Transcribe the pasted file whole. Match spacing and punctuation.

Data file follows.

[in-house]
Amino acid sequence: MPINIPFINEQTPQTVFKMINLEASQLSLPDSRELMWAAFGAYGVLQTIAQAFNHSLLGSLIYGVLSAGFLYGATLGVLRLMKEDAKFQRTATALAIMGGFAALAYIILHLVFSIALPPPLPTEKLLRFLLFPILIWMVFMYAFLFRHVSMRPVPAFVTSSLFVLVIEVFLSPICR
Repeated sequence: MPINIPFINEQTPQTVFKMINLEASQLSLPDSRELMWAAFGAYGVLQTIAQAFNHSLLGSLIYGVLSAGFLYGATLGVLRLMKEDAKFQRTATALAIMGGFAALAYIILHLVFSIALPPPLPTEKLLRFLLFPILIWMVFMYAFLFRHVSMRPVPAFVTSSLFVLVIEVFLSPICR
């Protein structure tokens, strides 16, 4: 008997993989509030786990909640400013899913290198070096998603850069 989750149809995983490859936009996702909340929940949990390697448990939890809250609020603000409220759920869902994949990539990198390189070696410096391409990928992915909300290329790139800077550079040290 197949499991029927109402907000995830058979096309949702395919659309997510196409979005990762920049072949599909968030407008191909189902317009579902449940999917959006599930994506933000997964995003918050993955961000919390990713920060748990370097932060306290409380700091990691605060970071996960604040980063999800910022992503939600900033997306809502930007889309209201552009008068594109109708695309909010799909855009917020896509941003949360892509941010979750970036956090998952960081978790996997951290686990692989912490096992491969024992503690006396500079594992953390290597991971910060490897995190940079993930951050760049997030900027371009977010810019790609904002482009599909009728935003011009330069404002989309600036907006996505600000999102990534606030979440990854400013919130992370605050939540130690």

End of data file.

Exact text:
[in-house]
Amino acid sequence: MPINIPFINEQTPQTVFKMINLEASQLSLPDSRELMWAAFGAYGVLQTIAQAFNHSLLGSLIYGVLSAGFLYGATLGVLRLMKEDAKFQRTATALAIMGGFAALAYIILHLVFSIALPPPLPTEKLLRFLLFPILIWMVFMYAFLFRHVSMRPVPAFVTSSLFVLVIEVFLSPICR
Repeated sequence: MPINIPFINEQTPQTVFKMINLEASQLSLPDSRELMWAAFGAYGVLQTIAQAFNHSLLGSLIYGVLSAGFLYGATLGVLRLMKEDAKFQRTATALAIMGGFAALAYIILHLVFSIALPPPLPTEKLLRFLLFPILIWMVFMYAFLFRHVSMRPVPAFVTSSLFVLVIEVFLSPICR
């Protein structure tokens, strides 16, 4: 008997993989509030786990909640400013899913290198070096998603850069 989750149809995983490859936009996702909340929940949990390697448990939890809250609020603000409220759920869902994949990539990198390189070696410096391409990928992915909300290329790139800077550079040290 197949499991029927109402907000995830058979096309949702395919659309997510196409979005990762920049072949599909968030407008191909189902317009579902449940999917959006599930994506933000997964995003918050993955961000919390990713920060748990370097932060306290409380700091990691605060970071996960604040980063999800910022992503939600900033997306809502930007889309209201552009008068594109109708695309909010799909855009917020896509941003949360892509941010979750970036956090998952960081978790996997951290686990692989912490096992491969024992503690006396500079594992953390290597991971910060490897995190940079993930951050760049997030900027371009977010810019790609904002482009599909009728935003011009330069404002989309600036907006996505600000999102990534606030979440990854400013919130992370605050939540130690």